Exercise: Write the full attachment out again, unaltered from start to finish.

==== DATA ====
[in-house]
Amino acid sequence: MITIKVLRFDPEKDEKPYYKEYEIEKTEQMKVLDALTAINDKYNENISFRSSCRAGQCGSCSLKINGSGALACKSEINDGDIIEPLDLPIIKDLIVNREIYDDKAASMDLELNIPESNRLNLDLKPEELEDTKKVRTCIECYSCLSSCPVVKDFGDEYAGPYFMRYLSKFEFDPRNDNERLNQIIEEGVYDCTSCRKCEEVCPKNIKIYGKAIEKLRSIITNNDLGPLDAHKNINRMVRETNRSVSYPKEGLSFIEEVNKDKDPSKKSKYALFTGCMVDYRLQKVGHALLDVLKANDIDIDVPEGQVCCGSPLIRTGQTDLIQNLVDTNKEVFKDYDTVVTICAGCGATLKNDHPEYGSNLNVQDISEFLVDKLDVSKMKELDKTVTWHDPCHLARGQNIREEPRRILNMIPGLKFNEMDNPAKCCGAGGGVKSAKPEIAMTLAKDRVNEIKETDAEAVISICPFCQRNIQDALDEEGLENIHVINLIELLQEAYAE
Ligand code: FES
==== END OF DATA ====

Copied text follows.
[in-house]
Amino acid sequence: MITIKVLRFDPEKDEKPYYKEYEIEKTEQMKVLDALTAINDKYNENISFRSSCRAGQCGSCSLKINGSGALACKSEINDGDIIEPLDLPIIKDLIVNREIYDDKAASMDLELNIPESNRLNLDLKPEELEDTKKVRTCIECYSCLSSCPVVKDFGDEYAGPYFMRYLSKFEFDPRNDNERLNQIIEEGVYDCTSCRKCEEVCPKNIKIYGKAIEKLRSIITNNDLGPLDAHKNINRMVRETNRSVSYPKEGLSFIEEVNKDKDPSKKSKYALFTGCMVDYRLQKVGHALLDVLKANDIDIDVPEGQVCCGSPLIRTGQTDLIQNLVDTNKEVFKDYDTVVTICAGCGATLKNDHPEYGSNLNVQDISEFLVDKLDVSKMKELDKTVTWHDPCHLARGQNIREEPRRILNMIPGLKFNEMDNPAKCCGAGGGVKSAKPEIAMTLAKDRVNEIKETDAEAVISICPFCQRNIQDALDEEGLENIHVINLIELLQEAYAE
Ligand code: FES